Monday, August 15, 2016

Librarian Post: Tue Tales of Library Programming #2 - Merry Grinchmas!

   Well, that was interesting. I never expected the post about my Clue program to be so darn popular, but I guess there are those out there interested in my goofy programs, so I think I will try to post one per month until you all get sick of them.
   So, that being said, and realizing it is still super hot out, I thought I would take everyone's mind off Summer Reading with a program for the holidays. This is a Way Back When program, as it was the first big themed program I ever did when I was a Library Assistant in Youth Services, so parts of my memories about it have become a little rusty. I will do my best to explain it as thoroughly as possible, and there will be cool pictures.
   Therefore, without further ado, I give you: "A Very Merry Grinchmas!" a holiday program based on themes from How the Grinch Stole Christmas by Dr. Seuss.

   At the beginning of the program, when the bulk of the audience has assembled. I get the kids portioned off into groups or teams. 4 teams seems to be, for me, the best number and works well regardless of the size of the crowd. I always choose the teams myself, never let the kids pick, because if you let them pick, they will just end up with their families or friends and what's the fun in that? The teams are chosen by asking the kids to get in a line in order of their birthdays.
    This has the added benefit of being an ice breaker, since they have to talk to each other to figure out whose birthday is when. Once everyone is in line, they count off 1, 2, 3, 4 and then all the 1's get together, all the 2's, etc. When the teams are in place it's time to play the first game.

Grinch Cake Walk

   For our first game, which was actually ocurring throughout the whole party, I cut out large Ginchy footprints out of green paper. One footprint also had a red paper heart on it. I laminaed the footprints and set them out in a large circle.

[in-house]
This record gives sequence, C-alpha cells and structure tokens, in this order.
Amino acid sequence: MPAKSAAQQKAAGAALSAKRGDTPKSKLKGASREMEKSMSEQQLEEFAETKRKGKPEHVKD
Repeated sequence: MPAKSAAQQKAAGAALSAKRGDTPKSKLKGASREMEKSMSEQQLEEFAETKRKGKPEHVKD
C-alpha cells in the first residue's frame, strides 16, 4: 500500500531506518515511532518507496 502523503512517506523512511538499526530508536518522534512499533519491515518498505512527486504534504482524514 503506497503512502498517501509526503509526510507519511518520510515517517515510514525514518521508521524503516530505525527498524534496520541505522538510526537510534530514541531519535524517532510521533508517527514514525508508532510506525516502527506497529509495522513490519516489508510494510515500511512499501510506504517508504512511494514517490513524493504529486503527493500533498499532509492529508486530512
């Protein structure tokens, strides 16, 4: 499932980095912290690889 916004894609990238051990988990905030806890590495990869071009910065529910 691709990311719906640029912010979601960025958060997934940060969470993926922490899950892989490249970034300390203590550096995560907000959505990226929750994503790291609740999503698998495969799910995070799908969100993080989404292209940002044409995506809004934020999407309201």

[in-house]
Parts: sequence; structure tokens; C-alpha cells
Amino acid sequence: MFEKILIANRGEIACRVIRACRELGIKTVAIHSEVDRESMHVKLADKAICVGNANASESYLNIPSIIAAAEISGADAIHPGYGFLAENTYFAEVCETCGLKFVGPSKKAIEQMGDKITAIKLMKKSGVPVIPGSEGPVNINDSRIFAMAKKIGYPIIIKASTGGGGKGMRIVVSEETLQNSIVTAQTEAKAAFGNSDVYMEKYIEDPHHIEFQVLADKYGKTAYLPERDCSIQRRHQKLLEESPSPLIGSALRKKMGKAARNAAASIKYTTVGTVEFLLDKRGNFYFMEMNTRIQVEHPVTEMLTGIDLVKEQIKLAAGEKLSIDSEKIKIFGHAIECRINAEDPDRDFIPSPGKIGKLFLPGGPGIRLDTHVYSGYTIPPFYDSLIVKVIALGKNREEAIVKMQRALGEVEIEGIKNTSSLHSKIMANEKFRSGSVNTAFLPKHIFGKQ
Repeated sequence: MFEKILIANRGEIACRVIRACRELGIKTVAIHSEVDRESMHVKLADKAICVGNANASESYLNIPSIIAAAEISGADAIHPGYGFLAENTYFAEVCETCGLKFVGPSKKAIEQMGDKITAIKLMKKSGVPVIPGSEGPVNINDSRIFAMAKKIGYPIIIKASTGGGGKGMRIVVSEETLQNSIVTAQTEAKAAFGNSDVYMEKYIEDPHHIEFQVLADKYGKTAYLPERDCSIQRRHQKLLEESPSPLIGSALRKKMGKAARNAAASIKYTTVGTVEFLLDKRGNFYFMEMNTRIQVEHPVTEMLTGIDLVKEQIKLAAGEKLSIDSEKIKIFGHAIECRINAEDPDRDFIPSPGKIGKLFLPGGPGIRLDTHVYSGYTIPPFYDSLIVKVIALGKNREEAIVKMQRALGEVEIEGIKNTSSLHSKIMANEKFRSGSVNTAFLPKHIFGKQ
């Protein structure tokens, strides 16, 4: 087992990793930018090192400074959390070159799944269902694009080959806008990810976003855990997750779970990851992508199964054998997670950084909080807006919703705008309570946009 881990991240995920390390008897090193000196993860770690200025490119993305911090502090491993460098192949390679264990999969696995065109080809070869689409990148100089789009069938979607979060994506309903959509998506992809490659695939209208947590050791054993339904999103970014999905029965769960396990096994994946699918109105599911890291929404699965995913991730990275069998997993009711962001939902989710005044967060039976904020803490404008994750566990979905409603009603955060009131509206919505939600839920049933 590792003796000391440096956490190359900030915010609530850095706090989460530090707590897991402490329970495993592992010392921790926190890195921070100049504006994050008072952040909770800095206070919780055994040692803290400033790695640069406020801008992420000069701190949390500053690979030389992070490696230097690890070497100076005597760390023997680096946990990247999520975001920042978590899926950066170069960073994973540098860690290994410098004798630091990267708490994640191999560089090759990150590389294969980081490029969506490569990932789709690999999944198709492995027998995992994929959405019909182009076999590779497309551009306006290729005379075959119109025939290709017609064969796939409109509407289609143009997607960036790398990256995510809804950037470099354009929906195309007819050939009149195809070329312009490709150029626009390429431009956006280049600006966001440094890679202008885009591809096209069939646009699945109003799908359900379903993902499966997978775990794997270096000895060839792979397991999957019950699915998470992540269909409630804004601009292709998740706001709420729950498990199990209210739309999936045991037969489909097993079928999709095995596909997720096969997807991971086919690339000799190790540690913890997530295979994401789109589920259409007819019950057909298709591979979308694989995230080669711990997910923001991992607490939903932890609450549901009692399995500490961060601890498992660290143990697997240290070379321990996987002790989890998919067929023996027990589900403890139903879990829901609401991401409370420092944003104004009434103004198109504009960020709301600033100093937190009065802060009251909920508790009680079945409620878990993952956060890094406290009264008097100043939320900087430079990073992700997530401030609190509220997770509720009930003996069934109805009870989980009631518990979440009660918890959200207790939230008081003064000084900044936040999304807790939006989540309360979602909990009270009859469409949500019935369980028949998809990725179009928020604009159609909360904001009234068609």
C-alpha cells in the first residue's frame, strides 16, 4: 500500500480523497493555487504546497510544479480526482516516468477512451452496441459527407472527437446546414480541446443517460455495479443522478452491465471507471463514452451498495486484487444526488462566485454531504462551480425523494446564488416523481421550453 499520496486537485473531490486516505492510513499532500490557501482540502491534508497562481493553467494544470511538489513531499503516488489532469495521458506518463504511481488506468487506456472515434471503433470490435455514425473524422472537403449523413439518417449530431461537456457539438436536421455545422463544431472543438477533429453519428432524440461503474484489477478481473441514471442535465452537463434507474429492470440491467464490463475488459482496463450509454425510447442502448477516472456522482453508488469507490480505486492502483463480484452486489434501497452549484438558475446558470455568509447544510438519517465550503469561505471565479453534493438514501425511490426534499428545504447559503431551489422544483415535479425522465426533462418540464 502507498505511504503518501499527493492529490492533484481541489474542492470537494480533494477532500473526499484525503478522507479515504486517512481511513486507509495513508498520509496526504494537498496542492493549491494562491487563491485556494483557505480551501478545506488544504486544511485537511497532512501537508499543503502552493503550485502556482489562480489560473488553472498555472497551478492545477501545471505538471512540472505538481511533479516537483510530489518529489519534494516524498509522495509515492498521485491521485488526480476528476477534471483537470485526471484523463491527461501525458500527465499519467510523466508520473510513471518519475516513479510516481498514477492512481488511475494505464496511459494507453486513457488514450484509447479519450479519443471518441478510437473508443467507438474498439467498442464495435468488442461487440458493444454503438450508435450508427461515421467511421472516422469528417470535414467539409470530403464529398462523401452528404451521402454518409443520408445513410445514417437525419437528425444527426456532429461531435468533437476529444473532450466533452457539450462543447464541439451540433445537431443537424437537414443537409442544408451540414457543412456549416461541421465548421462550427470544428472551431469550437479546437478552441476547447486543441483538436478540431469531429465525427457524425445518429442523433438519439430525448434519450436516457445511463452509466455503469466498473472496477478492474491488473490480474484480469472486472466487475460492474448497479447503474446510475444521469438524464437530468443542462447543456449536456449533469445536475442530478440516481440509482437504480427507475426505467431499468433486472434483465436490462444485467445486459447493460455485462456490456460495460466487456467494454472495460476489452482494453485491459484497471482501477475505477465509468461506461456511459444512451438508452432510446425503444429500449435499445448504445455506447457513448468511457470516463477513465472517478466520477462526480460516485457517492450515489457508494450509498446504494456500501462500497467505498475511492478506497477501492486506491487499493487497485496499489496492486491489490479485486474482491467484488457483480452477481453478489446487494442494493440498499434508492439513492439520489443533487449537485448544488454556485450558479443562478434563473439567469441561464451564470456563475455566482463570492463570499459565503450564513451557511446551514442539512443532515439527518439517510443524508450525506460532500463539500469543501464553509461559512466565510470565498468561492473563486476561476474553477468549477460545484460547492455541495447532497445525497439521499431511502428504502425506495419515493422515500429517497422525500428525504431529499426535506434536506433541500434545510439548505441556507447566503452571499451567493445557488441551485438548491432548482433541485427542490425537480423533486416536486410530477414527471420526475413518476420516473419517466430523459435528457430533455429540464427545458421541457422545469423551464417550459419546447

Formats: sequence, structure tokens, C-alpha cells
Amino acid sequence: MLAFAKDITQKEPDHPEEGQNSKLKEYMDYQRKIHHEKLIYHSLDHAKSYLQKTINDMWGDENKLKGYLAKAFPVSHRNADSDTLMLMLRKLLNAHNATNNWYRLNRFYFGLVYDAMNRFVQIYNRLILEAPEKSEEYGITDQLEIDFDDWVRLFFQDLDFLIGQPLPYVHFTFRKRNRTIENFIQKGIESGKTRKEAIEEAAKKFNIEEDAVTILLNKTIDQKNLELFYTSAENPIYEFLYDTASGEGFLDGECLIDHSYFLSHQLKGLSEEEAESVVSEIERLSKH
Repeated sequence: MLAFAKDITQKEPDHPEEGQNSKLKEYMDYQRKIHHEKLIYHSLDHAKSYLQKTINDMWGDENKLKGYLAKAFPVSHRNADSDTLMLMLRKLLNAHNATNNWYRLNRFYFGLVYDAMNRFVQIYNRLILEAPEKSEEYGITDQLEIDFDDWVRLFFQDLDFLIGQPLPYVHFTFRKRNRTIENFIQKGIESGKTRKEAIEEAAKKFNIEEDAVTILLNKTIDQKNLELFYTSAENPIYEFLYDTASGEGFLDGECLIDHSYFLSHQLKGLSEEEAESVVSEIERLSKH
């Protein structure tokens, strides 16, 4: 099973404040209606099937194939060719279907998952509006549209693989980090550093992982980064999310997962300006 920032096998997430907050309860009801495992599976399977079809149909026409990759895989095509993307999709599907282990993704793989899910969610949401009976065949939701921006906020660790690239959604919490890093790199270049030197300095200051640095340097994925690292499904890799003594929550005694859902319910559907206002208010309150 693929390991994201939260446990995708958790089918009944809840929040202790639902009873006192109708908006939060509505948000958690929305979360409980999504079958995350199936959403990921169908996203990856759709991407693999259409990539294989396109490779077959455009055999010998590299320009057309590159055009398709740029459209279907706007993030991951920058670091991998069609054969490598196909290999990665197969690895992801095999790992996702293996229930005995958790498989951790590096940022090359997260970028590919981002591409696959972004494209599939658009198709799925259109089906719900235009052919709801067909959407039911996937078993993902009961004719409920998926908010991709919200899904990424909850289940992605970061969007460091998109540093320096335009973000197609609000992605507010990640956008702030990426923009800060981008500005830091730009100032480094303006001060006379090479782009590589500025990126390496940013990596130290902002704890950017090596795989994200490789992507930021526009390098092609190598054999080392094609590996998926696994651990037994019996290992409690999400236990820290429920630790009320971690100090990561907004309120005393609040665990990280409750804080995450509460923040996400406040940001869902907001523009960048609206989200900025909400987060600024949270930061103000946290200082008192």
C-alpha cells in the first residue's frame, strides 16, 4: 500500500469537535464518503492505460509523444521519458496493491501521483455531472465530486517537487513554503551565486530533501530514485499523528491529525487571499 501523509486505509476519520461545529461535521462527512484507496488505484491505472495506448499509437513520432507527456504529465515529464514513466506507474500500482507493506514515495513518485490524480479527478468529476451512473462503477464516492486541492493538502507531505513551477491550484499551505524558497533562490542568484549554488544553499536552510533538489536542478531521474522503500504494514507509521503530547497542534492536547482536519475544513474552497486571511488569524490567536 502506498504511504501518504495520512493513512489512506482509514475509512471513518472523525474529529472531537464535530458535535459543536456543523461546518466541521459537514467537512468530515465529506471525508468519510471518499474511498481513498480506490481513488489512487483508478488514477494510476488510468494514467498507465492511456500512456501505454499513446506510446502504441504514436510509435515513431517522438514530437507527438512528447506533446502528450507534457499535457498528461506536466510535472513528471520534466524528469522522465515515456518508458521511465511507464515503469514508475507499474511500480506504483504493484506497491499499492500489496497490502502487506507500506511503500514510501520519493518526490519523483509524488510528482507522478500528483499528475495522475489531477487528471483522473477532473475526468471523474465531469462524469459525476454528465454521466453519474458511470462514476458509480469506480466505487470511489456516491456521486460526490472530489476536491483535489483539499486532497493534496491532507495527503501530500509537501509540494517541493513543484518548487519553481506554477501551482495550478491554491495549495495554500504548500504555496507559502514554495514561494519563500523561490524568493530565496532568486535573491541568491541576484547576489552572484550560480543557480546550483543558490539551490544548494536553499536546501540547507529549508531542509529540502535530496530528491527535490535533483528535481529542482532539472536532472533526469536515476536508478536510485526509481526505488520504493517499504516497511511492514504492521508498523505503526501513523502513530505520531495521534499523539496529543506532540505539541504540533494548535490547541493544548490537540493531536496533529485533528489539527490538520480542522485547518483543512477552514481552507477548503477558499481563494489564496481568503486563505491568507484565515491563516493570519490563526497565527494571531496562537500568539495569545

A teen volunteer was given a CD player and a CD with "You're A Mean One, Mister Grinch" burned on it a bunch of times. The volunteer would then play the song for a while, stopping it whenever it struck his fancy. When the music stopped, whoever was standing on the spot with the heart would get a green-frosted "Grinch-cake" (cupcakes topped with some cool Dr. Seuss puffy stickers I found and stuck onto toothpicks). 
   Make sure to tell the volunteers to limit the kids to one cupcake per person.
   A second volunteer dressed up as the Grinch for us and helped hand out cupcakes and took pictures with the kids. He was a huge hit!


Grinchy footprints. Notice the one with a heart that grew 3 sizes. 

The Grinch hands out cupcakes in the Grinch Cakewalk game.

    Tree Undecorating

     The first game we played was inspired by the scene in which the Grinch steals all the ornaments off the Who's Christmas Trees. I created 4 cartoonishly rendered trees from green butcher paper and taped the same number of ornaments to each tree (12-15 ornaments works well). The game was played as a relay race in which each member of the team got to run up to the tree (which was taped to the wall) and ripped off one ornament. I timed the teams to see who could get all the ornaments and the tree down fastest.

Un-decorating the Christmas trees. 
Teen volunteers were a huge help in running the program, especially with staffing limitations. 


   When working in Youth, I always saved our craft for last, since it's a good way to calm everyone down after physical activity, and so the kids and parents don't have to be carrying the craft around with them while trying to play games.
   For this program, our craft was making a paper bag puppet of Max, the Grinch's faithful dog companion. Max is very simple to make. you need:
1. A small brown paper lunch bag.
2. A pair of googly eyes.
3. A small brown pom-pom for the nose.
4. Cut out two vaguely peanut-shaped shapes out of black paper for ears.
5. A brown pipe-cleaner for his horn. Because he is a reindeer-dog. Of course.
6. A red marker, to color in a collar.
7. A small yellow construction paper circle, for his dog tag.

This is the only picture that survived where you can see Max. Sorry it's not great:

You can't tell, but my shirt had a huge Grinch face on it. I enjoy dressing for the program theme. 

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